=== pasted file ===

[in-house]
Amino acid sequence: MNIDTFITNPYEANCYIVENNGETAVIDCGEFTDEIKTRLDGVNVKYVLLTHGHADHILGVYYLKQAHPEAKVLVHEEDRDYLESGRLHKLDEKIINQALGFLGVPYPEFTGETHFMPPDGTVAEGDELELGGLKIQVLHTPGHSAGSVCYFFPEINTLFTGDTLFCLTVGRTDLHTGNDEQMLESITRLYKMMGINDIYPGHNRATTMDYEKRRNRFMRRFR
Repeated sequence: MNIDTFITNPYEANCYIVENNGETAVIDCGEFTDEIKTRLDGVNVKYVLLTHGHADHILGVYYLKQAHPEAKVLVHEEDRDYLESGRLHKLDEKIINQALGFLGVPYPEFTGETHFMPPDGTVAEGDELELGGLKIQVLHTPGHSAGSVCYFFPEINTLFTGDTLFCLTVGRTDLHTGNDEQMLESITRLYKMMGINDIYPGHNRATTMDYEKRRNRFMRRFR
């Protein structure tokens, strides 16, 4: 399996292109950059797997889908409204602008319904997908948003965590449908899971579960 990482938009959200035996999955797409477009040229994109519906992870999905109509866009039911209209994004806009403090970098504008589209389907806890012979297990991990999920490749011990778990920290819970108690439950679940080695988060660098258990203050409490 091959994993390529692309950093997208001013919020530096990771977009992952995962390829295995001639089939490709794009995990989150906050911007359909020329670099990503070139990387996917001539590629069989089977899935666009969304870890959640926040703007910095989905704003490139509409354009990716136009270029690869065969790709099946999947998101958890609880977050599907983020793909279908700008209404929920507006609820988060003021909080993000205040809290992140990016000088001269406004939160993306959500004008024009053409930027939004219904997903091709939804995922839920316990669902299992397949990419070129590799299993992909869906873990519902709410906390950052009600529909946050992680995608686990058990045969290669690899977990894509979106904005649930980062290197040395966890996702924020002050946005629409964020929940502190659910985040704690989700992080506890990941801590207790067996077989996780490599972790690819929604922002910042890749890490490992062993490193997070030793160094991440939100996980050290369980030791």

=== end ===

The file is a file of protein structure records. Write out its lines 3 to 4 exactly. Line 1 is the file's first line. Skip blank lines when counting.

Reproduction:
Repeated sequence: MNIDTFITNPYEANCYIVENNGETAVIDCGEFTDEIKTRLDGVNVKYVLLTHGHADHILGVYYLKQAHPEAKVLVHEEDRDYLESGRLHKLDEKIINQALGFLGVPYPEFTGETHFMPPDGTVAEGDELELGGLKIQVLHTPGHSAGSVCYFFPEINTLFTGDTLFCLTVGRTDLHTGNDEQMLESITRLYKMMGINDIYPGHNRATTMDYEKRRNRFMRRFR
């Protein structure tokens, strides 16, 4: 399996292109950059797997889908409204602008319904997908948003965590449908899971579960 990482938009959200035996999955797409477009040229994109519906992870999905109509866009039911209209994004806009403090970098504008589209389907806890012979297990991990999920490749011990778990920290819970108690439950679940080695988060660098258990203050409490 091959994993390529692309950093997208001013919020530096990771977009992952995962390829295995001639089939490709794009995990989150906050911007359909020329670099990503070139990387996917001539590629069989089977899935666009969304870890959640926040703007910095989905704003490139509409354009990716136009270029690869065969790709099946999947998101958890609880977050599907983020793909279908700008209404929920507006609820988060003021909080993000205040809290992140990016000088001269406004939160993306959500004008024009053409930027939004219904997903091709939804995922839920316990669902299992397949990419070129590799299993992909869906873990519902709410906390950052009600529909946050992680995608686990058990045969290669690899977990894509979106904005649930980062290197040395966890996702924020002050946005629409964020929940502190659910985040704690989700992080506890990941801590207790067996077989996780490599972790690819929604922002910042890749890490490992062993490193997070030793160094991440939100996980050290369980030791």